A good approach to evaluating sources is to ask yourself a series of questions that address: Currency, Relevance, Authority, Accuracy, and Purpose (CRAAP).
This process not only helps you determine credibility but also relevance.
Universities have gradually become the major actors undertaking research in almost all European public research systems (Paradeise et al.
), the increase in the diversity of missions and activities undertaken by existing research organisations and their reform and mergers.
Secondly, we aim to incorporate the funding dimension (in an exploratory way) into a more comprehensive framework that focuses primarily on the internal authority balance between researchers and managers, but also takes into account how different types of funding affect that balance.
In the next section we revise the concepts of authority and autonomy, stressing their relational nature, the idea of authority sharing and the concept and types of professional organisations.
We draw on insights from the theory of professional organisations to account for variations in the ability of researchers to set their own agendas.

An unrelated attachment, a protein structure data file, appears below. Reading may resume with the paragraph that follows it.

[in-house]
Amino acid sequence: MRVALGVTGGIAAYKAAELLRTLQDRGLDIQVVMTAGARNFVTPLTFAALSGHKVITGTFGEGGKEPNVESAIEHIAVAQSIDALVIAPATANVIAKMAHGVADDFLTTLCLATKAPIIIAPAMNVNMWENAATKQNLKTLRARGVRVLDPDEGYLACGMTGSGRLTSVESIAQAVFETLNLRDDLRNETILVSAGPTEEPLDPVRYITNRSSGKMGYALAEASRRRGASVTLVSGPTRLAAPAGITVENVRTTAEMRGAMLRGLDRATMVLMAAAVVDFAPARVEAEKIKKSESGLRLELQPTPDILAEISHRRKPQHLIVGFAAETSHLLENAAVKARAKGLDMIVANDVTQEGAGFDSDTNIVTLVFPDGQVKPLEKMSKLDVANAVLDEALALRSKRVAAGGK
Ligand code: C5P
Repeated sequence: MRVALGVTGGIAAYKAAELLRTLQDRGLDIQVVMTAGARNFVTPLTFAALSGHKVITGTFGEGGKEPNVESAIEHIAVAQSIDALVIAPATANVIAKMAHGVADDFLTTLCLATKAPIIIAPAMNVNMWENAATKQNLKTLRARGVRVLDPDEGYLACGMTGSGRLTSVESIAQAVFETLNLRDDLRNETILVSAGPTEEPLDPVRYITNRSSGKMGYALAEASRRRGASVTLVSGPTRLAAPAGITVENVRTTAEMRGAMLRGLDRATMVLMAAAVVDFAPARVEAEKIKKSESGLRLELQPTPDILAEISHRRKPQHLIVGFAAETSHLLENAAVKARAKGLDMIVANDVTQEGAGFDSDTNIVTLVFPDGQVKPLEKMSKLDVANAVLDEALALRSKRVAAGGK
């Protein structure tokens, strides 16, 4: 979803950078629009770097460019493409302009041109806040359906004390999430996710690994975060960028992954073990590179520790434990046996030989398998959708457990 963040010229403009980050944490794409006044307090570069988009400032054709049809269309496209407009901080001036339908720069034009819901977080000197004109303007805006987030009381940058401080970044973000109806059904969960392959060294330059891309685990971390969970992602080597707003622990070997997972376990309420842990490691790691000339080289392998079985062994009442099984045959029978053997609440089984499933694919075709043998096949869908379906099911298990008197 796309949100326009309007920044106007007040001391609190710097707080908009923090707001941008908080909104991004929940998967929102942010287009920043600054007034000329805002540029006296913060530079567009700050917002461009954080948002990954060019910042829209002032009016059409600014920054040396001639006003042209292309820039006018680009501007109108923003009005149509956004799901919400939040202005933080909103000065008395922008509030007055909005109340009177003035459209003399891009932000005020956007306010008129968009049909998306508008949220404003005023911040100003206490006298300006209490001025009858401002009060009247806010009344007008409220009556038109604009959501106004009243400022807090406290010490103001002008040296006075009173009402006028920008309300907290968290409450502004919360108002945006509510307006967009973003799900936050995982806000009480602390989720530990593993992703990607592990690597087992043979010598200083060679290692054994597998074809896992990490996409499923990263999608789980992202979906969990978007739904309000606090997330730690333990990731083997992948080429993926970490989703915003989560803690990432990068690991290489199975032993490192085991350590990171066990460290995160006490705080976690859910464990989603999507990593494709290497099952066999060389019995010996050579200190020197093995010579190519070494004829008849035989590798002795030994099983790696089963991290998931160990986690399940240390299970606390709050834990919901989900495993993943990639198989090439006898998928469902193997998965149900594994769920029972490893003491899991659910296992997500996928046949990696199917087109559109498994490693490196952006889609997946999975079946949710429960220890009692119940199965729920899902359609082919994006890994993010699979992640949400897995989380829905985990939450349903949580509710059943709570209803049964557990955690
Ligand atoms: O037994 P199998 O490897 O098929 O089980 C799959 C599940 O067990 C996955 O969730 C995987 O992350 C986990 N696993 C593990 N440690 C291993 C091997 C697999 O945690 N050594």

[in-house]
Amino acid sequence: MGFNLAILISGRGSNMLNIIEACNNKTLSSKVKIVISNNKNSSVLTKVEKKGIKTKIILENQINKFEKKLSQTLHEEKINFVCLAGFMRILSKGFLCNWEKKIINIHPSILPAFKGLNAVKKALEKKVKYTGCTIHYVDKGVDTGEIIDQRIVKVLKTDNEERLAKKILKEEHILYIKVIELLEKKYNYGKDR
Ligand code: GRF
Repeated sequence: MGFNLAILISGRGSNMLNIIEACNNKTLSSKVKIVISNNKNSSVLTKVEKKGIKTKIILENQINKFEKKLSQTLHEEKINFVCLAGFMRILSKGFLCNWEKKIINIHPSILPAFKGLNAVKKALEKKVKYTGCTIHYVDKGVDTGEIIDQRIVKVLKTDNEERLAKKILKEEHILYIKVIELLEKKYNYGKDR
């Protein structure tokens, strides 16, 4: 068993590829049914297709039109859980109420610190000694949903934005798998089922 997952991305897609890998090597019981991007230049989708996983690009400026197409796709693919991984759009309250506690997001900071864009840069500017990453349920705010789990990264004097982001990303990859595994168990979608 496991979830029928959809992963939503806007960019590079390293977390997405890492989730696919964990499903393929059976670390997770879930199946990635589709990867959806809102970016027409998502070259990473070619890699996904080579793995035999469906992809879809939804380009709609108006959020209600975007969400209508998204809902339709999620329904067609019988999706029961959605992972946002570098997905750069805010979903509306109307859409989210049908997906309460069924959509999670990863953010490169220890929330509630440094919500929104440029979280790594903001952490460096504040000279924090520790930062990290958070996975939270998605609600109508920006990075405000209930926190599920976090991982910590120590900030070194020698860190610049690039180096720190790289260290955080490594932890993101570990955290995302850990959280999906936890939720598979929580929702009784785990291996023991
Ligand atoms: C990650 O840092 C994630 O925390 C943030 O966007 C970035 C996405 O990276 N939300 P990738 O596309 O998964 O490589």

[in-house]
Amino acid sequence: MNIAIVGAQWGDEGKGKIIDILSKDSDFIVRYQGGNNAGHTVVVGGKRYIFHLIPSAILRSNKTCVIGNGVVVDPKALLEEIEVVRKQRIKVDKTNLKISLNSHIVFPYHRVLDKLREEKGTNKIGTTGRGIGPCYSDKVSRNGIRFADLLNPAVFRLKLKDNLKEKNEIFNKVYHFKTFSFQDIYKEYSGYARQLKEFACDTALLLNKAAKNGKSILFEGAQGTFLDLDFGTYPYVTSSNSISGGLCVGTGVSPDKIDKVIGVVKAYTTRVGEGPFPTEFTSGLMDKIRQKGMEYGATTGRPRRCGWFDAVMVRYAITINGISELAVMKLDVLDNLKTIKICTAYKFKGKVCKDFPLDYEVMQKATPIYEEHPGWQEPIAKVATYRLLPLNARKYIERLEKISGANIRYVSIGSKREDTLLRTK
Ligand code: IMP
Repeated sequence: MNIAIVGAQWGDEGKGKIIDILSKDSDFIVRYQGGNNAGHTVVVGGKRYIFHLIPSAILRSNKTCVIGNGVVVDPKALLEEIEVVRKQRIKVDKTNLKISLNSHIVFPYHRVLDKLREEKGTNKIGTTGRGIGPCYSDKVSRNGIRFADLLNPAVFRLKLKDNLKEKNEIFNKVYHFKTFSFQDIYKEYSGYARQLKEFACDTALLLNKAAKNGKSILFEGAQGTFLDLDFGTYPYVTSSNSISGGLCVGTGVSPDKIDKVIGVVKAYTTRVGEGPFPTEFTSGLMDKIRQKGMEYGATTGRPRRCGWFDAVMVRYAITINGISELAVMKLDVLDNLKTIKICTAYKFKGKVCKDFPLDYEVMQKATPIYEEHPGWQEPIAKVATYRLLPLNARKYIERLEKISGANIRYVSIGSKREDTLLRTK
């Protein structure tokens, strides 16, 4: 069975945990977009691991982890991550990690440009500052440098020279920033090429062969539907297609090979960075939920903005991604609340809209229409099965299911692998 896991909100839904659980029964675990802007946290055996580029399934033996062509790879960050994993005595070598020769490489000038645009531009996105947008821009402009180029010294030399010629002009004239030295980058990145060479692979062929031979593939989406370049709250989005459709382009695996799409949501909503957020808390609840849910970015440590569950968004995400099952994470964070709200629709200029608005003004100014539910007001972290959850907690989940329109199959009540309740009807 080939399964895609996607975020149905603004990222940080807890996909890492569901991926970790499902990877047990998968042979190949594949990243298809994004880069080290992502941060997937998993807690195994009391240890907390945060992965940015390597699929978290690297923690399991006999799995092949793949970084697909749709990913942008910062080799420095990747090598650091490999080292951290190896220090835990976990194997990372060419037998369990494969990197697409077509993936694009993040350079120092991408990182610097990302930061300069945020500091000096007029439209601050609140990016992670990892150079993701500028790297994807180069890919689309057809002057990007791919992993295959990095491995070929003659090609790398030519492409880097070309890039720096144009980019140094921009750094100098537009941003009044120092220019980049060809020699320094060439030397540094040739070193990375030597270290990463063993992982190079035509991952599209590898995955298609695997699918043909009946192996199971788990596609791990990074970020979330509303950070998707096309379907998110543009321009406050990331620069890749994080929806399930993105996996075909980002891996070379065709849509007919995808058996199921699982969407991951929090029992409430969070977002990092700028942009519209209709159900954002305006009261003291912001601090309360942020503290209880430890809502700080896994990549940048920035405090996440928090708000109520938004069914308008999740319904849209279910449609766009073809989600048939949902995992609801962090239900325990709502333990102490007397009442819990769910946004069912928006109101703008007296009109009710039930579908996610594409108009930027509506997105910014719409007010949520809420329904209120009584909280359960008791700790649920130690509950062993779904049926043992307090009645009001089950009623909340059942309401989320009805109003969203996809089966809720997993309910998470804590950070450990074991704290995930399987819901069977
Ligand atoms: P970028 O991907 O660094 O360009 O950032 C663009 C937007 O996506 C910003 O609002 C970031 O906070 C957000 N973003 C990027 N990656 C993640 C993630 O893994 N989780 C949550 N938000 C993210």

We assume that there are at least two sources of legitimate authority within research organisations, one derived from formal hierarchy (bureaucratic leadership) and another stemming from the community (professional), and that the balance of authority between researchers and managers is essentially structural but will be empirically mediated by the dominant funding portfolio of organisations and the corresponding endowment of resources at the disposal of leadership or researchers.
It can be tempting to use any source in your paper that seems to agree with your thesis, but remember that not all information is good information, especially in an online environment.
Developed by librarians at California State University-Chico (see below for the link), the CRAAP Test is a handy checklist to use when evaulating a web resource (or ANY resource).